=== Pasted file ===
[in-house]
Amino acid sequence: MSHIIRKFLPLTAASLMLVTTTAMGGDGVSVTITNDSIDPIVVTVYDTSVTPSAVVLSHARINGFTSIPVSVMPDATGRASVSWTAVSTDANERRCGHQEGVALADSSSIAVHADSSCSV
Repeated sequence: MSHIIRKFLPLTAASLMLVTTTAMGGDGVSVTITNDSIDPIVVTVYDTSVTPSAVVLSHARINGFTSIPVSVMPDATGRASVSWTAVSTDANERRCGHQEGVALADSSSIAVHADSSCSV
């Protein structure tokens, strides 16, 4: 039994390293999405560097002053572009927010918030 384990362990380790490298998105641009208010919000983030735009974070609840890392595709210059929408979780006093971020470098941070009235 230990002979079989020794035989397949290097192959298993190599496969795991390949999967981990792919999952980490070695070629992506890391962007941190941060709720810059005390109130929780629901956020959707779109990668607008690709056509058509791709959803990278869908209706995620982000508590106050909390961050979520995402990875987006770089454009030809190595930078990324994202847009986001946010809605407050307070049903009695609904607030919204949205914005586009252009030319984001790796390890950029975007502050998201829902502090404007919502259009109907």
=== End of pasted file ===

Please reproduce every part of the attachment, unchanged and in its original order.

[in-house]
Amino acid sequence: MSHIIRKFLPLTAASLMLVTTTAMGGDGVSVTITNDSIDPIVVTVYDTSVTPSAVVLSHARINGFTSIPVSVMPDATGRASVSWTAVSTDANERRCGHQEGVALADSSSIAVHADSSCSV
Repeated sequence: MSHIIRKFLPLTAASLMLVTTTAMGGDGVSVTITNDSIDPIVVTVYDTSVTPSAVVLSHARINGFTSIPVSVMPDATGRASVSWTAVSTDANERRCGHQEGVALADSSSIAVHADSSCSV
């Protein structure tokens, strides 16, 4: 039994390293999405560097002053572009927010918030 384990362990380790490298998105641009208010919000983030735009974070609840890392595709210059929408979780006093971020470098941070009235 230990002979079989020794035989397949290097192959298993190599496969795991390949999967981990792919999952980490070695070629992506890391962007941190941060709720810059005390109130929780629901956020959707779109990668607008690709056509058509791709959803990278869908209706995620982000508590106050909390961050979520995402990875987006770089454009030809190595930078990324994202847009986001946010809605407050307070049903009695609904607030919204949205914005586009252009030319984001790796390890950029975007502050998201829902502090404007919502259009109907």